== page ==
Herrera Mulligan, Michelle
Adult Nonfiction E184.S75 B675 2004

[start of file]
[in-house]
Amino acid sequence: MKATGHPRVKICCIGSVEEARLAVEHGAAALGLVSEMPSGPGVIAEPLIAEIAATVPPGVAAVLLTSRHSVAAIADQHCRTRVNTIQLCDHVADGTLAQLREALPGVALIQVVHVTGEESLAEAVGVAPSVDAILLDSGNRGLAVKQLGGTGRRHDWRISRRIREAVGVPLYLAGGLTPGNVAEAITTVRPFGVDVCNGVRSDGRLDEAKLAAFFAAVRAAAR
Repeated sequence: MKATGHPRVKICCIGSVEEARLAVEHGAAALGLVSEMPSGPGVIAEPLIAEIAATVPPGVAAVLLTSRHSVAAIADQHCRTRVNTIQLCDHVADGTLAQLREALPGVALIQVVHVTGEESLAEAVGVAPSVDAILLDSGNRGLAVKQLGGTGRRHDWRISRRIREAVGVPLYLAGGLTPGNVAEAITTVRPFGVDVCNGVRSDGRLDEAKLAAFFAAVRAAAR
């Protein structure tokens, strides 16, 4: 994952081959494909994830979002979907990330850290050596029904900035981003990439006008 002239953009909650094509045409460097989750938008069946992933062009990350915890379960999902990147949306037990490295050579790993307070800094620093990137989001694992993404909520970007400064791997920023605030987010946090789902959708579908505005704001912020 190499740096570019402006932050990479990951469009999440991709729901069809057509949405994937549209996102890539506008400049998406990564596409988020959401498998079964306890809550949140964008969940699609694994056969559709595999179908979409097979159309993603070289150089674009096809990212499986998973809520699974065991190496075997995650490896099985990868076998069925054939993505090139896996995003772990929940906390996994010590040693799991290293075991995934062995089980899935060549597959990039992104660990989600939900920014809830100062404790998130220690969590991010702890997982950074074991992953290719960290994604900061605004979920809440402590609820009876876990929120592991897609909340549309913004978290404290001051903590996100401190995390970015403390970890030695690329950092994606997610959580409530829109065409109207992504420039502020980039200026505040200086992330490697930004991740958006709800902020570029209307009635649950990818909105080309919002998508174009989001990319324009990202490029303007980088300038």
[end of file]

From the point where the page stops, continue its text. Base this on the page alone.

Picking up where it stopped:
Summary: Why, in the minds of most Americans, are Latinas still thought of as maids, seductresses, and booty-shaking salsa divas? Never has the concept of Latina identity been more relevant. Also, never has there been a new generation of Latinas so ready to say what they mean and even criticize the Latina generation that preceded them. Until now. In Border-Line Personalities, twenty writers share their poignant and wickedly funny stories about fighting with their mothers, struggling with speaking Spanish, and dealing with the men who've done them wrong, among a myriad of other topics. In the end, each essay encompasses a different point of view, lending credence to the theory that no one can label any one item, idea, or person more Latina than the other. Questions posed to Latinas of all ages in Border-Line Personalities: Why do many of us often feel more American than Latina? How important is Spanish, really? Do we all really fit under one cultural umbrella? When thinking about having children, do we really have to consider being stay-at-home moms as most of us were raised to believe was law, or can Latinas even consider the possibility of raising children while working? What do we do when we fall in love with someone (male or female) outside our culture?
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